THE ROLE OF COMPETITION AND MONOPOLY IN DISTRIBUTION: THE EXPERIENCE IN THE UNITED STATES1
RICHARD H. HOLTON
University of California, Berkeley, California, U.S.A.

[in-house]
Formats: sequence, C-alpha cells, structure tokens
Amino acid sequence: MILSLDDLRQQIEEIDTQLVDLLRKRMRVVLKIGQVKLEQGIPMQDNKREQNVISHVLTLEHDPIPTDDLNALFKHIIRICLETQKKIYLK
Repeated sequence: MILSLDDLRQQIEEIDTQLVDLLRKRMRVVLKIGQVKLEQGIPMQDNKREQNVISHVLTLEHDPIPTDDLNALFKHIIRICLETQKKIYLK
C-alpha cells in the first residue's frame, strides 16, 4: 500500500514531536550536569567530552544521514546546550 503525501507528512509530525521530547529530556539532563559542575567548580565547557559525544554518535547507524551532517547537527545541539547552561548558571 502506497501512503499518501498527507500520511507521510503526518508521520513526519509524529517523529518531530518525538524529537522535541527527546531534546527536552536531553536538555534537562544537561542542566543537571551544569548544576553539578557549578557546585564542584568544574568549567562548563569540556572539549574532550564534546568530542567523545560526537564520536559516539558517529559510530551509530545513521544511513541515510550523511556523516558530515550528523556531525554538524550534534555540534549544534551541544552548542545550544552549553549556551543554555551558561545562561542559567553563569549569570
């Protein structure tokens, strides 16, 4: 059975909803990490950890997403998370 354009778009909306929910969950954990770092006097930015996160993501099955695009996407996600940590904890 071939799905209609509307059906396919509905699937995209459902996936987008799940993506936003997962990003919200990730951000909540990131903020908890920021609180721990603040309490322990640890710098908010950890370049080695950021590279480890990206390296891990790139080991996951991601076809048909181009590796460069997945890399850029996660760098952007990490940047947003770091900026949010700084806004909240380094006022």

The distributive sector of an economy is subject to two quite different definitions. The more common of these we will call the functional definition, the other the industrial view. According to the functional view, distribution includes all those activities generally referred to as "marketing": buying and selling and all the activities auxiliary to buying and selling, namely such functions as transportation, storage, financing of goods as they move from producer to ultimate user, and so forth. For example, when Stewart and Dewhurst in 1939 discussed the magnitude of distribution costs in the United States they included the distribution costs incurred by manufacturers and primary producers as well as those represented by wholesaling and retailing activities.2 And when one hears complaints of the high cost of distribution, the costs referred to nearly always include not only retailing and wholesaling margins but the expense of maintaining manufacturers' sales forces and promotion programs as well. The U.S. Department of Agriculture, responding to the farmer's perennial complaint about the difference between the amount the consumer pays for food and the amount the farmer receives for that food, in its studies refers to this difference as the "marketing margin" even though the difference includes sizable processing costs in many instances.3 Not only retailing and wholesaling margins but also the marketing costs incurred by others in the channel are thus included as part of the cost of distribution. The multitude of textbooks in the field of marketing also employ the functional approach. They are invariably concerned not only with retailing and wholesaling but also with the distribution policies of manufacturers and of primary producers as well.4